We are a Marine conservation charity based on the Isle of Wight UK acting locally and thinking globally. We have a 3-pronged approach to pollution at sea: 1. "Operation Seasweep" utilises our "MantaRay" seasweep device which can be adapted to any size ocean surface area from harbours, lakes to oceans and which filters the surface for floating deb [more]
new commitment
Youth Ocean Explorers Summer Program
The Youth Ocean Explorers Summer Program is a 4-week marine science based summer program that uses the ocean as the lens through which we teach Virgin Islands youth about Science Technology Engineering and Mathematics. Although our proximity is close to the ocean, some Virgin Islanders do not swim and thus lack environmental stewardship ethics. Thr [more]
new commitment
Life Under Water
The objectives include encouraging children to be physically and mentally involved in the fight against environmentally irresponsible practices, enriching the self-esteem of children, proffering solution and support in building a cleaner, habitable and sustainable environment Nigeria. Other objectives include building a sustainable environment thro [more]
update
Removal of marine debris from reef areas in Gulf of Mannar, Tamil Nadu, India - to reduce the stress to the bleached corals and to support recovery process
Presently survey to identify the ghost nets affected coral areas is in progress. In Gulf of Mannar, reefs are distributed around 21 islands. So far, 7 island areas in Southern part of Gulf of Mannar have been surveyed covering 5.21 Sq.Km reef area. Out of the 5.21 Sq.Km reef area surveyed, 565 sq.m reef area are affected by ghost nets which ar [more]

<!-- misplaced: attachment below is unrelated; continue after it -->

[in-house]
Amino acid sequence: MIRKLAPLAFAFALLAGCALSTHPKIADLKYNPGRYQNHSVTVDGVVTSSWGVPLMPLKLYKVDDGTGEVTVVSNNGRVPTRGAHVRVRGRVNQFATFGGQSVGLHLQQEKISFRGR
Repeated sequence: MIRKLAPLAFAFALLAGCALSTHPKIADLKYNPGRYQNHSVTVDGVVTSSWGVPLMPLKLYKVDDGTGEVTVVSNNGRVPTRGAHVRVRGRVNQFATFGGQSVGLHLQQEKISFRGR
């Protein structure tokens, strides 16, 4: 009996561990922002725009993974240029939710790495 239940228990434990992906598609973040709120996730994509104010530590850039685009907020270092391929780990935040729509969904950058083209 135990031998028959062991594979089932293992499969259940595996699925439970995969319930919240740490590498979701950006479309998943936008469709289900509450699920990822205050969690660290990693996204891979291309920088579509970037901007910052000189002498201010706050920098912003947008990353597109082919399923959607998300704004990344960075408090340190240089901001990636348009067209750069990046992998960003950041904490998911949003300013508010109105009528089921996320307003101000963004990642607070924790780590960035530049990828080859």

update
Climate change caused bleaching and subsequent mortality in 2016 - post bleaching monitoring in Gulf of Mannar, Tamil Nadu, India
The post bleaching monitoring in Gulf of Mannar (GoM) was conducted in 2017. In general, there is a slight recovery i.e. live coral cover increased from 22.69% in 2016 to 23.78% in 2017. Algae were the dominant benthic category with an average cover of 36.11% during 2016 which decreased slightly to 34.33% during 2017. Abiotic was the other domi [more]
update
Coastal Habitat Rehabilitation in Gulf of Mannar, Tamil Nadu, India
The rehabilitated coral sites in Koswari Island of Gulf of Mannar (2 acres) was continuously monitored to document survival, growth, recruitment density, associated fish assemblages, and macro faunal community from December 2016 to October 2018. The survival of the transplanted corals slightly decreased, with an average of 84.58% during the st [more]
new commitment
Goal 14 Implementation by Ecologists Without Borders
The mission of Ecologists Without Borders is to provide ecological assistance to at-risk communities around the world so they can avoid or mitigate, and adapt to, detrimental environmental change. We are concerned with the long-term health of terrestrial and aquatic ecosystems and the human activities and natural processes that affect them. We empo [more]
new commitment
Coastal Impact
Coral Reef Conservation & regeneration - To regenerate areas of damaged coral by the micro defragmentation method Education outreach program - By means of a slide show presentation in local schools and colleges Beach and underwater cleanups - involving local citizens from all strata which we have been doing for the last 23 years
new commitment
Dr.Deepa Gavali
Gujarat, with its longest coastline of 1,600 km on Arabian Sea forms the northern-western maritime state of India. The present study is being conducted for coastal villages and urban centers along 14 talukas around the Gulf of Kachchh in a view of assessing the variability pertaining to environmental, ecological, cultural and socio-economical chan [more]
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  • Mr. Erik Solheim, Executive Director, UN Environment
  • H.E. Bernard Fautrier, Co-Chairman, The International Coral Reef Initiative (ICRI)